ASSOCIATES (2019, November, v. 26, no. 2)

Feature

So, Your Library Wants to Start an Equipment Loan Program. Now What?

Kathy Nguyen
Learning Commons User Services Manager
Old Dominion University Libraries
klnguyen@odu.edu

There used to be a time when libraries were mainly known for checking out books. With the advancement of technology, however, many patrons now rely on their local library to have equipment such as computers, tablets, or other devices so they can surf the Internet or access electronic library materials. When you consider the costs of higher education, an equipment loan service can be a necessity for a student who needs to take an online course but doesn’t have the financial means to purchase their own computer. Many people look to their public and/or academic libraries for these types of equipment borrowing programs because they know libraries are a place to obtain free or typically low-cost services. In my experience, these programs are either entirely run by library support staff or library support staff make a significant contribution.

Since 2012, I have managed an equipment loan program for an academic library. Over the years, I have had the benefit of seeing what works and what doesn’t when it comes to running a popular program for circulating equipment. Although I do not claim to be an expert on running such a program, I think these are the top four questions library staff should ask themselves before taking a dive in the equipment loan borrowing service pool:

Is an equipment loan program needed?
It is tempting to think your library needs such a program because other libraries in your area are running something similar. When it comes to loaning equipment, an “I need to do this because everyone else is doing it” mindset could lead your library down a path of an unnecessary financial burden and disappointed patrons. A staff member should look to see if such a service adds value to their library. For example, has your library had a lot of equipment inquires? Are there materials your library offers that could be enhanced if you circulated certain devices? If these questions haven’t come up yet, consider working on finding the answers before getting started. Having a survey box near your help desk, feedback link on your webpage, or speaking with colleagues who work at public service points are just a few ways to get an idea of equipment demands.

Does your library have the funds to start and maintain an equipment loan program?
More than likely, funding your equipment loan program is not going to be a one-time cost. Equipment can become obsolete and functionality can decrease especially since these items will be in the hands of multiple people. Purchasing cheap equipment may seem like a good way to save money but if your cheap equipment stops working and you keep buying these inexpensive equipment items, you’ll end up investing around the same amount of funds it would have taken you to purchase something of quality. Look at some prices for the equipment you want to circulate. After seeing what the initial costs will be, read as many reliable industry reviews to see what professionals say about features, functionality, and longevity.

If your library has a Friends of the Library group, you could see if they could help with the costs of getting started. If you work in an academic library, see if there are campus departments or colleges who would be willing to help. If campus department heads or deans feel like their students’ academic responsibilities could benefit from your program, they may find that it is easier to give your library money to purchase equipment students can use versus them trying to run such a program on their own.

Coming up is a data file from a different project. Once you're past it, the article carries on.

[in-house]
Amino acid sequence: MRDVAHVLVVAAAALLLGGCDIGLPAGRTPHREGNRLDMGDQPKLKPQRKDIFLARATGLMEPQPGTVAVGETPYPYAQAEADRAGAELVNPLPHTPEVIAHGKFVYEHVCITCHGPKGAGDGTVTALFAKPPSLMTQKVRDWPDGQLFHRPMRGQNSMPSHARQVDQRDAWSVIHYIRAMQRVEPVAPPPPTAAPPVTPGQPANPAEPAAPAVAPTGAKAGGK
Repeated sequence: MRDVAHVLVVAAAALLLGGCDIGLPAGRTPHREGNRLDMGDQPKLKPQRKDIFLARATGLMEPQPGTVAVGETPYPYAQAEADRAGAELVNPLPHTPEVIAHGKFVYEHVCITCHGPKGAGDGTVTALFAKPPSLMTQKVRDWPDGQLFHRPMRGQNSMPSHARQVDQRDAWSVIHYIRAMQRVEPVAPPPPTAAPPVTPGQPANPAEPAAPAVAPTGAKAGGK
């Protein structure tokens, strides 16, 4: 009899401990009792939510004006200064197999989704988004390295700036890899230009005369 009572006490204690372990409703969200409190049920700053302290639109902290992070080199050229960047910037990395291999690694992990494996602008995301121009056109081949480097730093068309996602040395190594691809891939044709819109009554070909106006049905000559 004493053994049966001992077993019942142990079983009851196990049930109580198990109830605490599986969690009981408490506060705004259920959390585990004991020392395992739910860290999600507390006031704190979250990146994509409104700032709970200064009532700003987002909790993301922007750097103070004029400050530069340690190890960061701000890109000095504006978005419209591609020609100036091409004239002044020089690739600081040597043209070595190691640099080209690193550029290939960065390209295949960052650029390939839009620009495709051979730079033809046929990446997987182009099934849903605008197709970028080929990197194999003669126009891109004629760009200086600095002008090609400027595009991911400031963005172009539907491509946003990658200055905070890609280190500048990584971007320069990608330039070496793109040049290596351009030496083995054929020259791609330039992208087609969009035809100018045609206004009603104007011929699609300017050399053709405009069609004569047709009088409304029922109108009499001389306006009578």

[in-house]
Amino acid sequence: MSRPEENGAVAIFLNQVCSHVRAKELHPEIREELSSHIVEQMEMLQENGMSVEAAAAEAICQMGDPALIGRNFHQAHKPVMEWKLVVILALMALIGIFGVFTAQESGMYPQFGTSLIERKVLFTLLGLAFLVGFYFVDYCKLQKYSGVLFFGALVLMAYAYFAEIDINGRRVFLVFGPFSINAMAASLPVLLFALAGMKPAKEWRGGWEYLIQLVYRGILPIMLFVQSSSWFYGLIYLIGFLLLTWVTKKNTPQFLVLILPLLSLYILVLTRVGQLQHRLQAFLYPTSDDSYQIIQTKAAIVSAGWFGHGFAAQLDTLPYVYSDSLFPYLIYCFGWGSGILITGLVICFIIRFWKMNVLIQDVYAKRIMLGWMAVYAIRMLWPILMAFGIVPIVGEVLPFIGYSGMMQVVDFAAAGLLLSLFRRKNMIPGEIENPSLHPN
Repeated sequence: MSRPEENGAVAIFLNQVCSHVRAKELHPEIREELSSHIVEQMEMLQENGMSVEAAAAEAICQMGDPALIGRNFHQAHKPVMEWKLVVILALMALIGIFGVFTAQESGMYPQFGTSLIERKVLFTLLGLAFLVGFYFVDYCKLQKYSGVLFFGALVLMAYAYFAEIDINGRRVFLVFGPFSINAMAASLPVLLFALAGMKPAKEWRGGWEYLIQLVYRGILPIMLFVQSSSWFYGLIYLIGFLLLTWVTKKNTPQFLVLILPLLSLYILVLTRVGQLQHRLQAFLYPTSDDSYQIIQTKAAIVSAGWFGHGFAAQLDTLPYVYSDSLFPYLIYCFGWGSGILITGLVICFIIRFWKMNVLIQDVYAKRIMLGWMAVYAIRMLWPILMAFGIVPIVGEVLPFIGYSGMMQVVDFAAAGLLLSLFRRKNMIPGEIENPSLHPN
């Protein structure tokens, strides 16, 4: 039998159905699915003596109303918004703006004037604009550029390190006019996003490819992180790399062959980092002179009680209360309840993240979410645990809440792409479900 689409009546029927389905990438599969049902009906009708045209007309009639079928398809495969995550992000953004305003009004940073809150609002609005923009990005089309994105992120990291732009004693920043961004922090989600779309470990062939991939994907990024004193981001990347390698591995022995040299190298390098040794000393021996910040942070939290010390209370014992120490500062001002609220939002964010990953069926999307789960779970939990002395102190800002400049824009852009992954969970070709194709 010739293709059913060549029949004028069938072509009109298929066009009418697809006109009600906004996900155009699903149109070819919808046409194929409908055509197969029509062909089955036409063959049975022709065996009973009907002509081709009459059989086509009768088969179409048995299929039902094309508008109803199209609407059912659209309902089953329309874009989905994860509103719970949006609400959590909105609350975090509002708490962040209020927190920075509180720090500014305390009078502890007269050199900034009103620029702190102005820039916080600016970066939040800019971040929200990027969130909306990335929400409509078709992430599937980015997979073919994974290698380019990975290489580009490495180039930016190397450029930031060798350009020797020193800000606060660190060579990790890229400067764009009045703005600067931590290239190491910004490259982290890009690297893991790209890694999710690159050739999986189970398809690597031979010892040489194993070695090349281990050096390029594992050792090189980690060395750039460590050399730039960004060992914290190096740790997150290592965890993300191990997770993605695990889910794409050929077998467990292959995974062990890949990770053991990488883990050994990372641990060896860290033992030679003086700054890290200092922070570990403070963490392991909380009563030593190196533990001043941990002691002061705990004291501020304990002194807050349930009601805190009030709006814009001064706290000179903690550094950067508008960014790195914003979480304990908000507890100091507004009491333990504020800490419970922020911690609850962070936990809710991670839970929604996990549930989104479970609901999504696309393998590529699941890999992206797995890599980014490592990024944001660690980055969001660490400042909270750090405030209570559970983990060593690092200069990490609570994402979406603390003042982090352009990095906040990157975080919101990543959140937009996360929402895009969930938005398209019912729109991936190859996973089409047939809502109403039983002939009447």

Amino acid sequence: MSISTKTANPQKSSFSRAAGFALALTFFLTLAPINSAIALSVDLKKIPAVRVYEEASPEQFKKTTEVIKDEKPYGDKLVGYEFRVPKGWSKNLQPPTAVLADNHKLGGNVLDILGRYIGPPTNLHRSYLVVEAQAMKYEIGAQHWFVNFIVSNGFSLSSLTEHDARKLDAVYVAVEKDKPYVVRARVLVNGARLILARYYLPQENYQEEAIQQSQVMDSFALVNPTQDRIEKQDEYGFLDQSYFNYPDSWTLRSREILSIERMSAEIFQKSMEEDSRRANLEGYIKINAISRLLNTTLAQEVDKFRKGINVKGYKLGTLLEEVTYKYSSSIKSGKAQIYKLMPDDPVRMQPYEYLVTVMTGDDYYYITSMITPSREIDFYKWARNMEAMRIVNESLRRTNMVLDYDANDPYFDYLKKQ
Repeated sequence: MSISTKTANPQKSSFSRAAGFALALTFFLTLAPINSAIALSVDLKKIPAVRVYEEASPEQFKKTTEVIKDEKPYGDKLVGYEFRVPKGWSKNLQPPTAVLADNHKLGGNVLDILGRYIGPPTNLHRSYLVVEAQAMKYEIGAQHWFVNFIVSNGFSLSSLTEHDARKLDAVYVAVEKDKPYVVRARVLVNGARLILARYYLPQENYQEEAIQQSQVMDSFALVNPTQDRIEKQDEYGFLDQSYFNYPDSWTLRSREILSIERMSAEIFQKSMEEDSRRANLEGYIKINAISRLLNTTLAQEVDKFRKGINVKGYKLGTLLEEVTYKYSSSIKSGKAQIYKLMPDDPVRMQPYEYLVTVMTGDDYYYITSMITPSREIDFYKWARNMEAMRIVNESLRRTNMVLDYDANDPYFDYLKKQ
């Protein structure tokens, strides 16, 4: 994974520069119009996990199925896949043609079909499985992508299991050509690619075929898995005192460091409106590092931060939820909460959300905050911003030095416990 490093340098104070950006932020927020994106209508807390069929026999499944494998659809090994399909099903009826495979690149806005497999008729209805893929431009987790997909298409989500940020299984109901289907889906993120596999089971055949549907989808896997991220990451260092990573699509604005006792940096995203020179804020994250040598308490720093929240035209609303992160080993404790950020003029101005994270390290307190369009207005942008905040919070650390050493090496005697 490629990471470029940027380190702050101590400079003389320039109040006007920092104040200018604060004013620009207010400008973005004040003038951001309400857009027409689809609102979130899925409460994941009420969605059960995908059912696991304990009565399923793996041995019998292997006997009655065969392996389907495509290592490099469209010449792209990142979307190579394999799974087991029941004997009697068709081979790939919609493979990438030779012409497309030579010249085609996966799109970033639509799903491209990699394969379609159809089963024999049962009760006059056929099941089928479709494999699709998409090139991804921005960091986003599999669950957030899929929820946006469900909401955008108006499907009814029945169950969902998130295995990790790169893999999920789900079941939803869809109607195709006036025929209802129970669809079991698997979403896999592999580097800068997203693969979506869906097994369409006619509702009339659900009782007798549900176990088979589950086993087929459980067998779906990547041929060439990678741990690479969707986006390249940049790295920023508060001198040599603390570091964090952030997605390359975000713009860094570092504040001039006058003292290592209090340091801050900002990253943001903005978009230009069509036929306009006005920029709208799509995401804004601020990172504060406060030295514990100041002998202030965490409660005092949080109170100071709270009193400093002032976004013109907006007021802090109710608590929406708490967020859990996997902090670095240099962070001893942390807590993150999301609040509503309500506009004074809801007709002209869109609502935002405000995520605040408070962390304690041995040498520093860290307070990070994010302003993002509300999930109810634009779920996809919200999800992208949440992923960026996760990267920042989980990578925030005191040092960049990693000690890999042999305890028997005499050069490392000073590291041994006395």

Do you have the right staff to run the equipment loan program?
As with any service, there could be a learning curb amongst some of your library patrons since not everyone consistently uses tablets, computers, e-readers, etc. Some patrons aren’t going to want to take the time to figure it out on their own or read a manual. They will expect to be able to come to your service point and get answers to questions they may have about whatever they are trying to accomplish with their borrowed device. This means not only should your staff have some basic equipment functionality knowledge, but you will also need staff who know how to maintain and fix equipment. I have found YouTube is helpful when it comes to quick fixes or troubleshooting in addition to taking the time to play around with the equipment before circulation. Some equipment manufacturers offer certification courses on their products for people to gain expert knowledge as well.

What will your procedure be for handling late, lost, stolen, or damaged equipment?
You may think the answer to the question is simply to bill the borrowing patron, but equipment can be much more costly than replacing a book and your patrons may not have the financial means to replace a $1,000.00 laptop, for example. Payment plans could be a way where your library could recoup the cost for lost items you can no longer circulate. Consider having highly visible signage or some type of agreement that patrons sign where things like replacement costs and fines are noted. That way, it should not be a surprise if someone returns something in an unsavory condition. Since you are bound to have some people claim that they weren’t responsible for damage, all libraries should have some type of process in place that examines the condition of circulating equipment prior to check out.

Having an equipment loan program can open a lot of doors for your library patrons and help your library to stand out. It is important, however, that you have your program work for you rather than against you.

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